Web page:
Building a House and Skills to Last a Lifetime
Feb. 16, 2012 - Students in Cardozo High’s Academy of Construction and Design learn a trade from the ground up
Students in Cardozo High School’s Academy of Construction and Design broke ground in the fall of 2010 at a home construction site on 13th Street Northwest. A year-and-a-half later, the first-ever student-built house in the District is nearing completion.
Anndrell, a senior in Cardozo High School’s Academy of Construction and Design, measures lumber for a staircase inside the student-built house at 5734 13th St. NW.
Chester, a senior in Cardozo High School’s Academy of Construction and Design, installs an outlet in a wall at the student-built house at 5734 13th St. NW.
Herbert (left) and Anndrell (right), students in Cardozo High School’s Academy of Construction and Design, work on a staircase at the student-built house at 5734 13th St. NW.
The last time Cardozo High School senior Anndrell McDonald entered the construction site at 5734 13th St. NW, it was a little more than a frame. It still needed siding, drywall, electrical, plumbing, and a healthy imagination to envision someone living there.
That was over the summer.
Last week and on Thursday, she returned with a handful of other students in Cardozo’s Academy of Construction and Design to continue working on the house that’s looking more like a home every day.
“I am amazed that we did this – we really did this!” said McDonald, a 17-year-old who studies carpentry in the academy. “I will bring my kids here someday and say, ‘Your mommy did this.’”
Students in the academy are building a solid foundation for the future of the city and the academy at what was once a vacant lot on 13th Street Northwest in the Brightwood neighborhood. The project, which began with a groundbreaking ceremony in the fall of 2010, gives academy students real-life experience in construction trades.
“I’ve been working on it a year,” McDonald said. “It was hard when I started. I didn’t know a lot. Now, I definitely do… There’s a lot of hands-on work that I can use in the future. I won’t need a handyman. I can do my own painting, drywall and siding.”
Cardell Torney, 18, a senior in the academy, wants to absorb as much knowledge of the construction trade as possible, so he can start his own architecture firm after college.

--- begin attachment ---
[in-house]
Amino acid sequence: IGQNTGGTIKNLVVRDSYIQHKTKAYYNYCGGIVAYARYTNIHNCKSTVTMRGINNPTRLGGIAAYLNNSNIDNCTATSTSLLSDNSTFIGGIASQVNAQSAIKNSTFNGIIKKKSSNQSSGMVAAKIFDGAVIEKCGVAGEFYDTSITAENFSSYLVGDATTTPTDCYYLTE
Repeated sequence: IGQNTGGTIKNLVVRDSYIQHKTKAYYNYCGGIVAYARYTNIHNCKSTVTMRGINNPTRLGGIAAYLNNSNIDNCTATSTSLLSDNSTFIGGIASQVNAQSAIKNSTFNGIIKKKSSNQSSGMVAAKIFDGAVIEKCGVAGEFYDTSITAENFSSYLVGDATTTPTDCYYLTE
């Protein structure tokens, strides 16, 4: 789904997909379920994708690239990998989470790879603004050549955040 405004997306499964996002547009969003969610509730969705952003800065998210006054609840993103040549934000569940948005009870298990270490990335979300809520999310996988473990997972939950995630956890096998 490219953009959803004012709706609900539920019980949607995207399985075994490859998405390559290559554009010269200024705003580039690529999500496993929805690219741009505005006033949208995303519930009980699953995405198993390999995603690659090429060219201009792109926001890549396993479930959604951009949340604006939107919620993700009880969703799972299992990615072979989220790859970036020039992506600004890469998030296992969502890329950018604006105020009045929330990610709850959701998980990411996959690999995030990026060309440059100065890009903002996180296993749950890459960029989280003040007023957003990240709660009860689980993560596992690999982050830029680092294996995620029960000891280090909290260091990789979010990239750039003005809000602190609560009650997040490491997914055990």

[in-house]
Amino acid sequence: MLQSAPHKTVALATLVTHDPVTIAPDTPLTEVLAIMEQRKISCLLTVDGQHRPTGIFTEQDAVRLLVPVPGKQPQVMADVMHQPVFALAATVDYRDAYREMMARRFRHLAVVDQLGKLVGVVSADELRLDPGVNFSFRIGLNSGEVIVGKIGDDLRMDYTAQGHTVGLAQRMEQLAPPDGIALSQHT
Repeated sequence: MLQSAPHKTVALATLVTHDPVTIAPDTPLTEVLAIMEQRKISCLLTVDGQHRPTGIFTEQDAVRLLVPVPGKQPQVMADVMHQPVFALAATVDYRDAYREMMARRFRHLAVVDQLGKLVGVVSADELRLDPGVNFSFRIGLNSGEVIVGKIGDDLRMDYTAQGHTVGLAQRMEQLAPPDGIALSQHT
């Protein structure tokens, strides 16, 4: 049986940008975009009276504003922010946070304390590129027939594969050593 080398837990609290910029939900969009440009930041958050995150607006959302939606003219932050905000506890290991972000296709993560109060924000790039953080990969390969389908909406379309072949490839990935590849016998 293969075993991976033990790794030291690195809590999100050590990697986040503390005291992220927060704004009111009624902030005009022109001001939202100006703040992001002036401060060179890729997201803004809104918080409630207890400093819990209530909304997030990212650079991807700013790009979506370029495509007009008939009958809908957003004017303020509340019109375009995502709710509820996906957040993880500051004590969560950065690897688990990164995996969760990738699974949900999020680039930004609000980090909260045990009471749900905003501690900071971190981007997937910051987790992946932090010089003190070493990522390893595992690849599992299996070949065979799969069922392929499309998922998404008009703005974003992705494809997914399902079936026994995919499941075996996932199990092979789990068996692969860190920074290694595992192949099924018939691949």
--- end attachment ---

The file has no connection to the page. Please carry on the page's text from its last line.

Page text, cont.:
“Anybody can read out of a book, but it’s better to experience this first-hand,” said Torney, who believes it’s important, as the principal of an architecture firm, to know how to do every job on a construction site. “I learned a lot of skills. I was in plumbing and then moved to electrical. … I’ve been at Cardozo for two-and-a-half years and this is my first full year in the program. I wasn’t expecting any of this.”
The Academy of Construction and Design, which opened in 2005 through a partnership between DCPS and DC Construction Trades Foundation , has had great success in helping students understand the real-world application for a variety of academic subjects, such as geometry. The academy also generates interest in careers such as architecture, construction, facilities management and electrical design.
Students in grades 10 through 12 can take training courses in carpentry, electrical, plumbing, heating, ventilation and air-conditioning (HVAC) and other technical specialties. The academy enrolls more than 100 students a year and has a 90 percent graduation rate.
Students apply their skills and safety training in the home-building program, while working under the supervision of licensed instructors and professional construction managers. Plans are for a 1,900-square-foot house, with three bedrooms, three bathrooms, a powder room, family room, eat-in-kitchen, deck and off-street parking.
School officials say they hope to have the house complete and on the market this spring. Money generated from the sale of the house will return to the program. According to Trulia.com, three-bedroom homes in the Brightwood neighborhood are selling for about $390,000.
Shelly Karriem, director of the Academy of Construction and Design at Cardozo, said the home-building project, the first of its kind in the District, will give students nationally accredited skills that will serve them well in the future – whether they plan to enter to construction trade full-time or part-time to work their way through college.
“These kids will always be employed because these are skills that can’t be taken away,” she said. “When they walk away from here, they can walk onto any construction site and their employer can check their credentials on a national database. That’s huge.”
Craig English, who oversees Career and Technical Education in the DCPS Office of the Chief Academic Officer, said about a third of students who graduate from the program will attend college, while the others will enter the careers for which they are trained.
“The great thing is, not only does this program teach responsibility and allows them to excel in a trade, but it also gives them a chance to enter a career as a skilled apprentice” through local high-profile partners in the DC Construction Trades Foundation, English said.
The program also ensures that foundation partners have a pipeline of skilled trade professionals in the District for generations.
Next, Cardozo students will work alongside contractors from foundation partners Sigal Construction on renovating and modernizing the Cardozo High School building, Karriem and English said. While a project of that scale might seem daunting, Karriem said the home-building project on 13th Street has given students a sense of what is possible.
“Our students need to know that they can do this,” Karriem said. “This project shows them what they’re capable of if they put their minds to it. This shows the sky is the limit.”